Tuesday, July 1, 2008

One more little chunk of history before moving on...

In my previous post about my trip toward local whole foods, I omitted one gigantic factor in my life: my disability.

I was born with hip dysplasia. It was too tiny to be noticed as a baby, and it fixed itself enough that by the time I was ready to learn to walk, my bones could handle the stress. But as I reached my preteen years and the sudden physical and hormonal growth that accompany it, the bones in my legs began to bow. From the hip to the knee, the bone now bows outward, and from the knee to the ankle the bones bow inward, giving my legs an "S" shape.

I dislocated my knee for the first time at age 9. The other knee went soon after that. Back in the 1970's there were few options for fixing recurring knee issues like mine. Microsurgery hadn't been invented yet, the now-common arthroscopy was not even a glint in the orthopedist's eye. So, they did what they knew to do: rebuilt tendons, cinched ligaments, moved muscles. Thirteen surgeries later, I cried "UNCLE!" The surgeries were not helping, and now I was battling arthritis from the constant assault of the joints.

All this has very little to do with my eating proclivities save a few points. One, that during the years of surgical intervention, I actually ate very little food and drank a great deal of water. Hospital food was never a big hit with me, nor was the take-out Mom would call and ask Dad to bring home for dinner. The pain meds left me constantly nauseated and masked any hunger I would have felt. But I was constantly thirsty. I kept a clean gallon milk jug full of delicious Rocky Mountain water next to my bed. It would go empty twice a day. That's a lot of water for a hundred pound kid! So you could say that one of my good habits was instilled early. To this day, I drink about a gallon of water each day as a baseline.

During pregnancy, the hormones circulating in my bloodstream made me positively "high" and giddy. The pain in my legs all but stopped, I could move very comfortably and felt great. But within a week of giving birth, the hormones changed and my joints stiffened, became swollen and hot to the point I couldn't walk for several weeks. I really didn't mind, after all, I had this new person to get to know! But the lack of exercise made my pregnancy weight cling to me. Each subsequent child added 20 pounds to my frame. When the child would wean and I could get back on strong pain and anti-inflammatory drugs, I generally lost about half of that weight again, as a result of nausea, lack of appetite and just being able to move.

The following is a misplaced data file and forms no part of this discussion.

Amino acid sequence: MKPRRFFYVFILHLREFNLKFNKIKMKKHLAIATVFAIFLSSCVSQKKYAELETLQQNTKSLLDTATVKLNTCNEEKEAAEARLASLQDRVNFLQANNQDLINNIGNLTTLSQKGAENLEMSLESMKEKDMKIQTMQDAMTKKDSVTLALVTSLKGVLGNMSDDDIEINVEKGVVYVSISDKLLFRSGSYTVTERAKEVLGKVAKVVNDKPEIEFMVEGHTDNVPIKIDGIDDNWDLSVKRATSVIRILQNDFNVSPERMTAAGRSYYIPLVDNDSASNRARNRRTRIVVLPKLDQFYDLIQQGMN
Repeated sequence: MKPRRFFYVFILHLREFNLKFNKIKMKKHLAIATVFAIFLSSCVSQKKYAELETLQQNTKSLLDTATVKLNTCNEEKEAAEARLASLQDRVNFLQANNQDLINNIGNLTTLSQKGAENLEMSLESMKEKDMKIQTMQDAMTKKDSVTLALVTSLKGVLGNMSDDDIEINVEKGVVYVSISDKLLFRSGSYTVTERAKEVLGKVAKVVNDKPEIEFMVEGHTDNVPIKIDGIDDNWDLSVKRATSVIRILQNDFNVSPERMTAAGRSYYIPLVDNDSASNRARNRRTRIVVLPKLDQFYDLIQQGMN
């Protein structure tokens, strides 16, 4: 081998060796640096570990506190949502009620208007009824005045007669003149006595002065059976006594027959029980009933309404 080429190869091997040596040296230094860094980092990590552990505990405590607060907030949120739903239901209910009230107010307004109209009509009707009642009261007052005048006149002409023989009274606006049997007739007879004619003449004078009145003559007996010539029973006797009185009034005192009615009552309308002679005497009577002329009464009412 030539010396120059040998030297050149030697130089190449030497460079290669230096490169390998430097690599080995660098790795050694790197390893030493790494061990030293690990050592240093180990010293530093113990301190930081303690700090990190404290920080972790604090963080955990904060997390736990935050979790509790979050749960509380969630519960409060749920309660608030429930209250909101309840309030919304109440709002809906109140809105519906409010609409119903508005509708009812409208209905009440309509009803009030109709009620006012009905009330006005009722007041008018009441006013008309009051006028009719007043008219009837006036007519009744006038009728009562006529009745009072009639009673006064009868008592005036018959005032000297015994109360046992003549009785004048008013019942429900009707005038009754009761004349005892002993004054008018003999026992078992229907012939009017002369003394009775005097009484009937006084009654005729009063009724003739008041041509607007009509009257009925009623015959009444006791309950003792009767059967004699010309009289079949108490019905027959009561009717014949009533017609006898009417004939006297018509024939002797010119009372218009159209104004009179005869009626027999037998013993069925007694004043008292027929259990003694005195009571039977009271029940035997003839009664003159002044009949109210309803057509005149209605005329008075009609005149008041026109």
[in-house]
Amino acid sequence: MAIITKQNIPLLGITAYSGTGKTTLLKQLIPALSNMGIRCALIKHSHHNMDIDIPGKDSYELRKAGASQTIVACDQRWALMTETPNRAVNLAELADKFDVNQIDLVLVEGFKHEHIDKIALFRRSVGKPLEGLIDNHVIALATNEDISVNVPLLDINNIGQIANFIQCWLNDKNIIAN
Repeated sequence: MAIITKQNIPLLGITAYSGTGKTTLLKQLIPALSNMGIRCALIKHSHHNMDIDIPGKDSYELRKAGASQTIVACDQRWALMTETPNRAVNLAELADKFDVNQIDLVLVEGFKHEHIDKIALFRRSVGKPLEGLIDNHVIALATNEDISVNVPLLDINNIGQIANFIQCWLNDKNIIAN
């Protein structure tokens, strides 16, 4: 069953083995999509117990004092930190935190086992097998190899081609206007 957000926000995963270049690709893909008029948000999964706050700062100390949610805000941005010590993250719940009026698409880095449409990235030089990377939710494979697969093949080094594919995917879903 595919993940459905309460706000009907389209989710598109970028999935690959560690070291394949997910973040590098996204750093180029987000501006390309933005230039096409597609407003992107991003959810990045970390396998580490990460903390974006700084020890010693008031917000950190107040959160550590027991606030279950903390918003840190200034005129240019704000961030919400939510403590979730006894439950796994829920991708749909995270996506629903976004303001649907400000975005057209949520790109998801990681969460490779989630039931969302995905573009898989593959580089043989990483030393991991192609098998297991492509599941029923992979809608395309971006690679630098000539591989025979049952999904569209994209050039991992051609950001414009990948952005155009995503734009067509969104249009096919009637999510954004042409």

Then the two C-sections that gutted me like a fish, ruining the rock-hard abs I had worked so hard to develop as a young woman, knowing that a strong core would help my knees. Weight began to pile onto my middle, a very bad place for fat to sit: balancing where my already precarious knees would have to adjust to it.

Now in midlife, I have good, bad and in-between days. A good day means I can stand and walk for nearly 30 minutes with minimal pain. A bad day finds me in a recliner or bed on pain meds. This leaves me with several mealtime options. 1) Eat out. Sink the budget and our health, this option is by far the easiest in the short term. 2) Eat extensively pre-processed food because it requires less prep time for me standing at the sink and stove. We're talking frozen entrees and nutritionless breakfast cereals here, make no mistake. 3) Eat food that is processed slightly less, do a little more of the cooking and thereafter, hurting. 4) Eat whole, local and mostly raw foods, paying more and working more for each meal; hoping that the short term cost in dollars and pain is balanced by a long term gain in health.

But, lucky for me, these options can vary from week to week, day to day and even meal to meal. I don't have to choose one to stick to forever. Lucky for me because I'd choose the course of least resistance: the extensively pre-processed road known as the Standard American Diet.

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